Soviet chief Vladimir Lenin dead

Soviet chief Vladimir Lenin dead
Pallbearers Carrying Vladimir Lenin's Coffin during his funeral, from Paveletsky Station to the Labor Temple. Felix Dzierżyński at the front with with Timofei Sapronov behind him and Lev Kamenev at left. Photo courtesy of Wikipedia.

MOSCOW, Jan. 22, 1924 (UP) -- Lenin is dead.

The man who led the Russian revolution and overthrew the long established order of the czar passed away at a moment when his party is beginning to reap the fruits of his labors.


Ill for many months, the Bolshevik leader died while others carried on the soviet government he founded.

Lenin had become an enigma to his countrymen, living in seclusion, his condition carefully concealed from the world.

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It was known that he had suffered a form of paralysis and that famous specialists had come from far lands to treat him.

Only a fortnight ago, it was reported to Russia at large that Lenin was getting well. He had been out hunting rabbits on Christmas Day - the Christmas of the "capitalistic" countries be scorned - and again on New Year Day. His early return to participation in Russian affairs was even rumored.


No one from the outside world was permitted to see Lenin. He was kept closely guarded, while others carried on the affairs of the government and the country that had followed his lead awaited his return.

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Today came word of his death - many times rumored, and as often denied.

The funeral will be held Saturday.

On that day the body of Lenin will be interred in the Kremlin Wall, beside that of Sverthoff, one of his fellow leaders in the great upheaval in Russia.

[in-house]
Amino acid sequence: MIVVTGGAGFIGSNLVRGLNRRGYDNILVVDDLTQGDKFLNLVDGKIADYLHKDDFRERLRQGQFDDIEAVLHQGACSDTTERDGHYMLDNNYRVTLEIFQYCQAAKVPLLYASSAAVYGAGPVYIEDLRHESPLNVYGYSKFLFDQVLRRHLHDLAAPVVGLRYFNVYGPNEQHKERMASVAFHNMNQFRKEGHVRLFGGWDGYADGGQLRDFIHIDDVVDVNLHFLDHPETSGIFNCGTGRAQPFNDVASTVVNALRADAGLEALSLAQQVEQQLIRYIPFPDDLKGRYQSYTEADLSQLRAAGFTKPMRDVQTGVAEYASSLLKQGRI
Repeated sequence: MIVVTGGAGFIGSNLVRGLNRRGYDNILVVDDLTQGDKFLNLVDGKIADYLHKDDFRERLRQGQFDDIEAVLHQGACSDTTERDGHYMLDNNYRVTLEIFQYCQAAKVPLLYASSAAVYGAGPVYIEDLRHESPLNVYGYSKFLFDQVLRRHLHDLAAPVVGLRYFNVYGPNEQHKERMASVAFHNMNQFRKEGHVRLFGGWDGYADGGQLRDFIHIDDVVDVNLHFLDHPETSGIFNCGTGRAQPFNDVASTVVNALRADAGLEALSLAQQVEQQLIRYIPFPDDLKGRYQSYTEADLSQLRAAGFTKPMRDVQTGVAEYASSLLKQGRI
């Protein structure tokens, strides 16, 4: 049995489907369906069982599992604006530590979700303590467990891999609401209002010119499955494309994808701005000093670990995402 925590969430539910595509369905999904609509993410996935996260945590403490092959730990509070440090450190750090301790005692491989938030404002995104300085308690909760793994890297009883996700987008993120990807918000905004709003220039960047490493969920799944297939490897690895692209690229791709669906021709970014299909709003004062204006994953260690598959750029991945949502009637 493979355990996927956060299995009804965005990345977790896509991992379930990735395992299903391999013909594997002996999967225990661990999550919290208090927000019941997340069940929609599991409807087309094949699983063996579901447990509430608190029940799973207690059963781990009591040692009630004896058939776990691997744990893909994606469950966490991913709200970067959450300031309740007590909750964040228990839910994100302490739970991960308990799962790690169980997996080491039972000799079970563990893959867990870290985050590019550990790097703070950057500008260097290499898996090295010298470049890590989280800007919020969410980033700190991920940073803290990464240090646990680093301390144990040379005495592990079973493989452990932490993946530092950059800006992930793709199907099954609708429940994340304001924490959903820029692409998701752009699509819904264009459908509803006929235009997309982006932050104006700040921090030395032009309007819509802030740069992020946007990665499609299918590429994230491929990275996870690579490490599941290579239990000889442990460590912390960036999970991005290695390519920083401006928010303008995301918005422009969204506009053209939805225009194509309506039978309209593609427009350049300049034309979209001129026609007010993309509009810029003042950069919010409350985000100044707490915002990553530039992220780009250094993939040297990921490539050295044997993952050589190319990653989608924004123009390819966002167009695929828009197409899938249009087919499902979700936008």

The body will be brought to Moscow tomorrow and will lie in state.

The death of Lenin came as a blow to his millions of followers. Despite his two years' absence from the Kremlin he was first in the hearts of the Russians who rose behind him and overthrew the Romanoff dynasty.

They had always looked forward to his return. Some few, who knew the worst, may have given up hope. But not the great majority of Russia. As this country's commercial relations with other nations improved, the talk was always of "when Lenin gets back to work."

Now Lenin is dead.

He lived, however, to see the state he dreamed of and fought for, take its place among the nations of the world; a state not yet recognized by many governments, but standing on its own feet.


Simultaneously with Lenin's death comes the passing from supreme power in Russia of the man who led with him - Leon Trotsky.

The latter, soviet war minister, has been relegated to seventh place among the leaders of the less radical order of things in Russia.

What effect the death of Lenin will have upon Trotsky's future it is too early to predict. Many believe he never will return to the place he enjoyed when he and the late leader stood side by side at the head of Bolshevik affairs.

The official bulletin issued by the physicians said:

"Nicolai Lenin's condition took an unexpected turn for the worse Jan. 21.

"By 5:30 a.m. he was breathing with great difficulty. He became unconscious and his respiration was accompanied by convulsive movements of the body.

"At 6:50 a.m. Lenin died of paralysis of the respiratory organs."

The official announcement said:

"There was not the slightest sign to indicate the possibilities of death lately.

"Lenin's condition had improved immensely and prospects were most hopeful.

"Suddenly in the evening he took a turn for the worse and a few hours later died.

"The assembled all-Russian soviet congress and the unions of the soviet congress who are about to assemble will take steps to insure the continuation of government matters.


"The death of Lenin is the greatest blow since the workmen and peasants gained power. It will move not only our peasants and workers, but the whole world."

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